Scientists at Cardiff University have made a discovery that could help prevent the onset of an aggressive and hard-to-treat form of rheumatoid arthritis (RA).
Reporting their findings in the Journal of Experimental Medicine, the team of immunologists describe how an immune system protein, interleukin-27, regulates the inflammatory process in lymphoid-rich rheumatoid arthritis, which causes the characteristic symptoms of swollen and painful joints.
Rheumatoid arthritis affects 700,000 adults in the UK and this form of the disease accounts for up to 40% of diagnoses.
The Cardiff team have broken new ground in being able to explain how this variant of the disease develops. They say that understanding this process will allow doctors to divide patients into different sub-groups based on the (often greatly) varying patterns of disease, which are influenced by how much interleukin-27 is present in each patient´s joints.
A patient´s disease sub-group will influence the course of therapy they receive, meaning a more tailored approach to treating their condition and offering them a much better chance of overcoming it, the university says.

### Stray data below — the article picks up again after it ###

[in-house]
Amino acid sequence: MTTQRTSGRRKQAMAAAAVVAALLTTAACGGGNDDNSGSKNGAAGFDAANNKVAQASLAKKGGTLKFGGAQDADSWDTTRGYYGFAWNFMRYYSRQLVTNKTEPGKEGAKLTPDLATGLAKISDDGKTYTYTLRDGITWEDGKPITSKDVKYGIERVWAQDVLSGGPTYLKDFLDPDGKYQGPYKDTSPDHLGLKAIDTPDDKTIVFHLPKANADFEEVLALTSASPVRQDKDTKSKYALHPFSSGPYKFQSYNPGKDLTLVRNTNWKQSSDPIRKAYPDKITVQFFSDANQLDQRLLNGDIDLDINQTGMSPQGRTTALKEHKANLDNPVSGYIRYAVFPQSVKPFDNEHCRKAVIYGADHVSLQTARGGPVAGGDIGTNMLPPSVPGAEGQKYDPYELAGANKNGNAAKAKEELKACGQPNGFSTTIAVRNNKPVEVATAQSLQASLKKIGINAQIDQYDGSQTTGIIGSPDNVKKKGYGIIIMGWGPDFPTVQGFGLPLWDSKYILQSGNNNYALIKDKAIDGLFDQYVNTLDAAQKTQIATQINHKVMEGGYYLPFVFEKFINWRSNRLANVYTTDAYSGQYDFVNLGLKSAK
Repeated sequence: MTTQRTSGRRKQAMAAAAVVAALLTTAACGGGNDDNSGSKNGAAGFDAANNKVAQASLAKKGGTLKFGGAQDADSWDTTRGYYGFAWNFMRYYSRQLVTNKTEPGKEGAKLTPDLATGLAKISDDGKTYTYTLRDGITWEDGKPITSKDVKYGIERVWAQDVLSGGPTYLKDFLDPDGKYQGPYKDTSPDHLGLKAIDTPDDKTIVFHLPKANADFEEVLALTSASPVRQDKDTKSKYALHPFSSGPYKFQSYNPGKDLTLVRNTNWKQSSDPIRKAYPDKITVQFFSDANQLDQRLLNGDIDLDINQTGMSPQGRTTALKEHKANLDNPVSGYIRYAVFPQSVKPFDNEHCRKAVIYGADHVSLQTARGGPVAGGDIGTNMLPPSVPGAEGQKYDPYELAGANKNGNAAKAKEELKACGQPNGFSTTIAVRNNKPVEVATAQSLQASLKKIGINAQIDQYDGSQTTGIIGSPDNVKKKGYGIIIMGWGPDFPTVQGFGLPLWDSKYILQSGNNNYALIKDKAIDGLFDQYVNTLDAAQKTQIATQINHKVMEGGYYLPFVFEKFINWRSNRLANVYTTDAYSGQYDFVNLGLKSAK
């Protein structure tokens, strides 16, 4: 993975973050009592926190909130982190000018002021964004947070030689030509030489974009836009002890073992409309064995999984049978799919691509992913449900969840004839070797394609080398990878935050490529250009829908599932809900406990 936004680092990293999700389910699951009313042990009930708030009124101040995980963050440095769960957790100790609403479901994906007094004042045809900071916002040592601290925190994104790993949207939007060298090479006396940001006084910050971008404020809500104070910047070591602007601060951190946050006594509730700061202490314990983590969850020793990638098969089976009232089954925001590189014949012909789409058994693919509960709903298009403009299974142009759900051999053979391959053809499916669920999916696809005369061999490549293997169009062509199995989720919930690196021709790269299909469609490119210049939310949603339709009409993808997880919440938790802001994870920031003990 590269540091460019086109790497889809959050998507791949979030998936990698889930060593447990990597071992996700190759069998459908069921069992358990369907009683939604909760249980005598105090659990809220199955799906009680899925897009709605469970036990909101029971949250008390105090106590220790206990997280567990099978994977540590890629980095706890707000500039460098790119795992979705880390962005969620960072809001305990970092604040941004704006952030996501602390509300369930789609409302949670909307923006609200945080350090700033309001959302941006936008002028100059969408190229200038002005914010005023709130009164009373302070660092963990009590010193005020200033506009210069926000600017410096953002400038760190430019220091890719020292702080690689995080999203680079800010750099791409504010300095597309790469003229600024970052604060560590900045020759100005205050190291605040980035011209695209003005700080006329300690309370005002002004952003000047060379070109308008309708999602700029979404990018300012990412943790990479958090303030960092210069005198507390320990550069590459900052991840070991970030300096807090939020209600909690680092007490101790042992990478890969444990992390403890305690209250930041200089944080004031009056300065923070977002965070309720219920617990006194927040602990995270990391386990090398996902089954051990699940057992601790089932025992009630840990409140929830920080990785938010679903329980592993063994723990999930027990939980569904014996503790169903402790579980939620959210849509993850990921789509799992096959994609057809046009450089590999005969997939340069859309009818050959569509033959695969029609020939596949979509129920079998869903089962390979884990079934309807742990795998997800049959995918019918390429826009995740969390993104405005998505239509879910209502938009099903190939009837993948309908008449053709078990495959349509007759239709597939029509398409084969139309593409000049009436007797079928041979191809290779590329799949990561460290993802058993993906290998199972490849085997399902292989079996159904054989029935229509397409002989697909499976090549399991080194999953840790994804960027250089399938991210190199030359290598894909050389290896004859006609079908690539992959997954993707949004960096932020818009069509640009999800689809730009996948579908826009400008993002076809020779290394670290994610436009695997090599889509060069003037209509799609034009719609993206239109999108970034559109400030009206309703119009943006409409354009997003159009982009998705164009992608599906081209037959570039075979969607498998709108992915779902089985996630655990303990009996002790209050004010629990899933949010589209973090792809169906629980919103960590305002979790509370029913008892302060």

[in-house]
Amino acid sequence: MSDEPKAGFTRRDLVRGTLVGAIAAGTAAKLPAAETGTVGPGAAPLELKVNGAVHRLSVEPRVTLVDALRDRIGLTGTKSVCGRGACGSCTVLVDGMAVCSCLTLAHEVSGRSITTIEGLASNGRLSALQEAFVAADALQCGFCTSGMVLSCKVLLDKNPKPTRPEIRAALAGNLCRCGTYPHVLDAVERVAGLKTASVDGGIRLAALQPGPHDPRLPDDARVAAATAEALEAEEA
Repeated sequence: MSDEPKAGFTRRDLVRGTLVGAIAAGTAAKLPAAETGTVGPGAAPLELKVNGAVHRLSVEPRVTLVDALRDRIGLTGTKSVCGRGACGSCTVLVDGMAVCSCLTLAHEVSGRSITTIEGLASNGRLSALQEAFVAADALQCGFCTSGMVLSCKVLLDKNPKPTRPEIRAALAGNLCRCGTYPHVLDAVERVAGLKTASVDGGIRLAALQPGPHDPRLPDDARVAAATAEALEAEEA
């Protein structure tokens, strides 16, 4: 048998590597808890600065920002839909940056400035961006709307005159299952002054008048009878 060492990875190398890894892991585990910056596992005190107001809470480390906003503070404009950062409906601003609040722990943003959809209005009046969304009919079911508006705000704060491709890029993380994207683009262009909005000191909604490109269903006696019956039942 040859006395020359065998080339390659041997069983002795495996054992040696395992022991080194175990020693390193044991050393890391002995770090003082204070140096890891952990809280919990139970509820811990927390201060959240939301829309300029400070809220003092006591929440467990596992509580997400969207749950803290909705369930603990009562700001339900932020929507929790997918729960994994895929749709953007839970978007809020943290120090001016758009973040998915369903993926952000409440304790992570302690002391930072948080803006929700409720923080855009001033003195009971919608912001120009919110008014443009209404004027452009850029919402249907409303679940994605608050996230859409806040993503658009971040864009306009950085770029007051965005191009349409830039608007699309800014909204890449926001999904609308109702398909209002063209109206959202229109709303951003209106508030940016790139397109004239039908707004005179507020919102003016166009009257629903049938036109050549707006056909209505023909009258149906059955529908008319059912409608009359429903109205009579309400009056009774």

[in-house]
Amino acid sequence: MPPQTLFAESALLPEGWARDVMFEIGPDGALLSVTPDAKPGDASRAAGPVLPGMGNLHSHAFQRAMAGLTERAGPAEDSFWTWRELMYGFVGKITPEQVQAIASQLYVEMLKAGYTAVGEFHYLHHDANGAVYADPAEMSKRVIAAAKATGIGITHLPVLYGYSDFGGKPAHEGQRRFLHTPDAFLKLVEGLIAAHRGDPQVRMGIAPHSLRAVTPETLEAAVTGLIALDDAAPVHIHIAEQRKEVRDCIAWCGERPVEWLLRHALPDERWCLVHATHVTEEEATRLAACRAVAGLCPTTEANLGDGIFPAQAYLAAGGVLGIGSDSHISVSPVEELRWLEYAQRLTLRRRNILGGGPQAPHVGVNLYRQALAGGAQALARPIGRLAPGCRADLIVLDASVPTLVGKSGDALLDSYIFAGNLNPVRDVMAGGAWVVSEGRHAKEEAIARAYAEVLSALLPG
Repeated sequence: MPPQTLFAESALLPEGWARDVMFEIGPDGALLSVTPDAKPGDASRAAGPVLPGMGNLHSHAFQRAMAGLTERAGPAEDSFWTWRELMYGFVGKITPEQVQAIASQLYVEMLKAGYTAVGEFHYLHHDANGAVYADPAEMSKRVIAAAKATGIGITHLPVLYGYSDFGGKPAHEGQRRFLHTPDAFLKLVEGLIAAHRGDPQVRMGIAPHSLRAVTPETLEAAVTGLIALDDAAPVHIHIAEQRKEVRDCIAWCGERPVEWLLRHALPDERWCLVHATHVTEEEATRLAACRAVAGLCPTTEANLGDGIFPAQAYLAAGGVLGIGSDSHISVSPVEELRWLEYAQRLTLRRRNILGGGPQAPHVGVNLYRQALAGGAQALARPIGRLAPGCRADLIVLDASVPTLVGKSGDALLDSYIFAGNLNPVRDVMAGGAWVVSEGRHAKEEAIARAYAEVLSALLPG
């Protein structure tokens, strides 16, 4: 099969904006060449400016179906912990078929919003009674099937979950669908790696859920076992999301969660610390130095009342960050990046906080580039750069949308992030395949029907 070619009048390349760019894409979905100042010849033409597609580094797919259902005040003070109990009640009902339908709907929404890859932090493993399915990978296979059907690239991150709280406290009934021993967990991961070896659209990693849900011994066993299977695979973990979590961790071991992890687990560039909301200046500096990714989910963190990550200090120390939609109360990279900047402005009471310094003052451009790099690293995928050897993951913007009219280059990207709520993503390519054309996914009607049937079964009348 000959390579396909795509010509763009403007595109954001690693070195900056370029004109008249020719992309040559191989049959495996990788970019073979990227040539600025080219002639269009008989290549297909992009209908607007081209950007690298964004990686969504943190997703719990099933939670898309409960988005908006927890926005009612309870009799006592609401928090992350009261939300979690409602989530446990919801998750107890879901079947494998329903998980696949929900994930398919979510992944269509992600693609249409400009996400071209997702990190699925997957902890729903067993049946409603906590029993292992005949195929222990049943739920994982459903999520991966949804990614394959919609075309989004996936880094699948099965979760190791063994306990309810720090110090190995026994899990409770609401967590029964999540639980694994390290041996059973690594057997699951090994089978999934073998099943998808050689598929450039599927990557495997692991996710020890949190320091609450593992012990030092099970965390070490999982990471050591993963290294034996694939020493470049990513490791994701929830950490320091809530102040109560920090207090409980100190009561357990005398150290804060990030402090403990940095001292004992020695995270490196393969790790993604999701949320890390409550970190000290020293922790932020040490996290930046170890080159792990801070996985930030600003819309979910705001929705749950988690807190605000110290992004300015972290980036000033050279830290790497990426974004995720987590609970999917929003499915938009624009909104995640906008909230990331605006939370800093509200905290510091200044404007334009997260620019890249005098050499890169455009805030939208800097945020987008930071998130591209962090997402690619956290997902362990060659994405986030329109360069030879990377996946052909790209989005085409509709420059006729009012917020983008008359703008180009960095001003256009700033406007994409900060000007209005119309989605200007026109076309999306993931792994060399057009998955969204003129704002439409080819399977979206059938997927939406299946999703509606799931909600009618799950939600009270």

What´s more, the researchers hope that their identification of interleukin-27 involvement in this specific disease context will kick-start the search for new drugs that manipulate the pathways controlled by this factor.
Dr. Gareth Jones, from the School of Medicine´s Institute of Infection & Immunity, said: “In all forms of rheumatoid arthritis, it is widely understood that early intervention offers the best chance for clinical remission. The sooner treatment begins, the more effective the therapeutic response is likely to be.
“The key is identifying which drug is best suited for an individual patient. Making the correct treatment decisions, sufficiently early in the disease process will improve disease outcome, enhance a patient´s wellbeing and overall quality of life.”
The research at Cardiff is funded by Arthritis Research UK.